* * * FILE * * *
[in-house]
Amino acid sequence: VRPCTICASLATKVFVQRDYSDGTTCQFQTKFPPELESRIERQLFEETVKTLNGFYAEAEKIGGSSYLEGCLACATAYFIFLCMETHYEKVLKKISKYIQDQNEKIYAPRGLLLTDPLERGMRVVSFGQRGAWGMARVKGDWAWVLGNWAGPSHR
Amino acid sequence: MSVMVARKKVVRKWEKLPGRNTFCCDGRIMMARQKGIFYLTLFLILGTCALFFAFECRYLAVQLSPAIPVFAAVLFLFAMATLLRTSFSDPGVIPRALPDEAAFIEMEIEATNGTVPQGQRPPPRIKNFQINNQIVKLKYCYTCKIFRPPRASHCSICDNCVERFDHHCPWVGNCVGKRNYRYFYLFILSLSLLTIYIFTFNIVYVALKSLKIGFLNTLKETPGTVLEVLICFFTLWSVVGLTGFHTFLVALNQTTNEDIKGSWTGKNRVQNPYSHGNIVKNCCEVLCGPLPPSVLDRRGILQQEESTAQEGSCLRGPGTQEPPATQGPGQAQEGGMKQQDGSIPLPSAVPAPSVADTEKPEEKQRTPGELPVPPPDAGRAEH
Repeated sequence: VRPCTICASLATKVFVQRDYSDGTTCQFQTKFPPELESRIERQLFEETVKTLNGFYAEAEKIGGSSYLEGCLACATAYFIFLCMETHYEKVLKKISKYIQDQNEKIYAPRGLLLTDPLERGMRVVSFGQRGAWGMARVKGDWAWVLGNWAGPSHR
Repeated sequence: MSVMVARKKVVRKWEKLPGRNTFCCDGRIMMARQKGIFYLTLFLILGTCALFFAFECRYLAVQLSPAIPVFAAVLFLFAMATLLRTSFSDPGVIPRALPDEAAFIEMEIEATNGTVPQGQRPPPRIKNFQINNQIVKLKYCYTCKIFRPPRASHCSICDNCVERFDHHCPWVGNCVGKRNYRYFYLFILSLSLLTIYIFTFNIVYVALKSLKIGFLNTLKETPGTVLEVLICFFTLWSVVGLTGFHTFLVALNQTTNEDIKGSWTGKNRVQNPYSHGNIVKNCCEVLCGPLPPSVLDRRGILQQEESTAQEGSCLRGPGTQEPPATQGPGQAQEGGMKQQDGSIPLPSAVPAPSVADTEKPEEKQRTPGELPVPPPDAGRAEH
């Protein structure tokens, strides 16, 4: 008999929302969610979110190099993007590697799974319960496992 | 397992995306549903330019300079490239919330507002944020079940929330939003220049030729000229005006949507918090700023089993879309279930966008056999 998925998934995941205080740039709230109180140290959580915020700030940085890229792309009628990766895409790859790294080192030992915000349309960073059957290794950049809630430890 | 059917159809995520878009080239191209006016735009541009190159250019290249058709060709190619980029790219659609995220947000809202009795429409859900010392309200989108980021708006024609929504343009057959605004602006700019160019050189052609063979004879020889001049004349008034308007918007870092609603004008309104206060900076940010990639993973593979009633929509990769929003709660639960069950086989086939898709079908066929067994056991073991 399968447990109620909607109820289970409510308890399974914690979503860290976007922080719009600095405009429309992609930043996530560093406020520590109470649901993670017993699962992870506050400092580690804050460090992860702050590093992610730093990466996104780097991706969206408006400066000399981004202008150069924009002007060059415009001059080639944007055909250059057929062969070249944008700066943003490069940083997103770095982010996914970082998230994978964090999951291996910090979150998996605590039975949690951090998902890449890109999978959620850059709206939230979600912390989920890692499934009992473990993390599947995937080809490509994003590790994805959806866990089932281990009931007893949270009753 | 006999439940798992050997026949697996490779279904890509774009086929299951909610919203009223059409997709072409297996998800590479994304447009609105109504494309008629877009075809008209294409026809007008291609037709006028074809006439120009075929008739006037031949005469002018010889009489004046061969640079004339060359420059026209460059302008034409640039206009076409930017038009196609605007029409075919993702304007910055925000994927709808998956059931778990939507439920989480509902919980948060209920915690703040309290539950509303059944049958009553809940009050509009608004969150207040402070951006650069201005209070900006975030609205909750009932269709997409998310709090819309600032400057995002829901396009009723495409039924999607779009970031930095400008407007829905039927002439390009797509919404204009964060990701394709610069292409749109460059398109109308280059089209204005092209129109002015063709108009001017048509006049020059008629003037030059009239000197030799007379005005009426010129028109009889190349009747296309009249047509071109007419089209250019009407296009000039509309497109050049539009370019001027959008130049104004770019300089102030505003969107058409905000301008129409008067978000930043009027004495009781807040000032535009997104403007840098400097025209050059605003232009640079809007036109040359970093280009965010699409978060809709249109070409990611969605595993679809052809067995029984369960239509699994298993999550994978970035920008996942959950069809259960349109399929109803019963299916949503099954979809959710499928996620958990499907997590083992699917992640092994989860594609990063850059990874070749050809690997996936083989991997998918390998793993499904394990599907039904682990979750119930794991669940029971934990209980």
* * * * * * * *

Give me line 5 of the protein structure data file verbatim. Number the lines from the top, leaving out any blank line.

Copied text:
Repeated sequence: MSVMVARKKVVRKWEKLPGRNTFCCDGRIMMARQKGIFYLTLFLILGTCALFFAFECRYLAVQLSPAIPVFAAVLFLFAMATLLRTSFSDPGVIPRALPDEAAFIEMEIEATNGTVPQGQRPPPRIKNFQINNQIVKLKYCYTCKIFRPPRASHCSICDNCVERFDHHCPWVGNCVGKRNYRYFYLFILSLSLLTIYIFTFNIVYVALKSLKIGFLNTLKETPGTVLEVLICFFTLWSVVGLTGFHTFLVALNQTTNEDIKGSWTGKNRVQNPYSHGNIVKNCCEVLCGPLPPSVLDRRGILQQEESTAQEGSCLRGPGTQEPPATQGPGQAQEGGMKQQDGSIPLPSAVPAPSVADTEKPEEKQRTPGELPVPPPDAGRAEH